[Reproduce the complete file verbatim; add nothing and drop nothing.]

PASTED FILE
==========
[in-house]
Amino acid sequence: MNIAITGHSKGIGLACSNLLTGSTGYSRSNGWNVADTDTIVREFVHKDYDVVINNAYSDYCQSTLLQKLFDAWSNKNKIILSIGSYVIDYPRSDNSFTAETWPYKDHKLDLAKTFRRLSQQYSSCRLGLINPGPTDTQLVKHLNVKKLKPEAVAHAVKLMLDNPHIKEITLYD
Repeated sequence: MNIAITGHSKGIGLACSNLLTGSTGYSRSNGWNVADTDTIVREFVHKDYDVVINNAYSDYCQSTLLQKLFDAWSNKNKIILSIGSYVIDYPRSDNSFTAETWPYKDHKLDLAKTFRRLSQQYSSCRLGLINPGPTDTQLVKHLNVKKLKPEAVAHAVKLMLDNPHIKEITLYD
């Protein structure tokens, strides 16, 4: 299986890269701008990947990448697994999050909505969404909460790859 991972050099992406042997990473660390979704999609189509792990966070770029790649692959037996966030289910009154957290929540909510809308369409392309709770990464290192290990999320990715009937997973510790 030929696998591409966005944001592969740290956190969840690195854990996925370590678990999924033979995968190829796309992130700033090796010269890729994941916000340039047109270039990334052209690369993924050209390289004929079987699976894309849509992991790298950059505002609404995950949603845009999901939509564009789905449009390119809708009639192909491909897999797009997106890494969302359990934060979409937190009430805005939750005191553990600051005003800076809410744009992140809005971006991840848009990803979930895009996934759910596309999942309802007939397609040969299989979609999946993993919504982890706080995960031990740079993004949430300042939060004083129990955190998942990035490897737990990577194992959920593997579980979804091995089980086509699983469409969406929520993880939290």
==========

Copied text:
[in-house]
Amino acid sequence: MNIAITGHSKGIGLACSNLLTGSTGYSRSNGWNVADTDTIVREFVHKDYDVVINNAYSDYCQSTLLQKLFDAWSNKNKIILSIGSYVIDYPRSDNSFTAETWPYKDHKLDLAKTFRRLSQQYSSCRLGLINPGPTDTQLVKHLNVKKLKPEAVAHAVKLMLDNPHIKEITLYD
Repeated sequence: MNIAITGHSKGIGLACSNLLTGSTGYSRSNGWNVADTDTIVREFVHKDYDVVINNAYSDYCQSTLLQKLFDAWSNKNKIILSIGSYVIDYPRSDNSFTAETWPYKDHKLDLAKTFRRLSQQYSSCRLGLINPGPTDTQLVKHLNVKKLKPEAVAHAVKLMLDNPHIKEITLYD
């Protein structure tokens, strides 16, 4: 299986890269701008990947990448697994999050909505969404909460790859 991972050099992406042997990473660390979704999609189509792990966070770029790649692959037996966030289910009154957290929540909510809308369409392309709770990464290192290990999320990715009937997973510790 030929696998591409966005944001592969740290956190969840690195854990996925370590678990999924033979995968190829796309992130700033090796010269890729994941916000340039047109270039990334052209690369993924050209390289004929079987699976894309849509992991790298950059505002609404995950949603845009999901939509564009789905449009390119809708009639192909491909897999797009997106890494969302359990934060979409937190009430805005939750005191553990600051005003800076809410744009992140809005971006991840848009990803979930895009996934759910596309999942309802007939397609040969299989979609999946993993919504982890706080995960031990740079993004949430300042939060004083129990955190998942990035490897737990990577194992959920593997579980979804091995089980086509699983469409969406929520993880939290």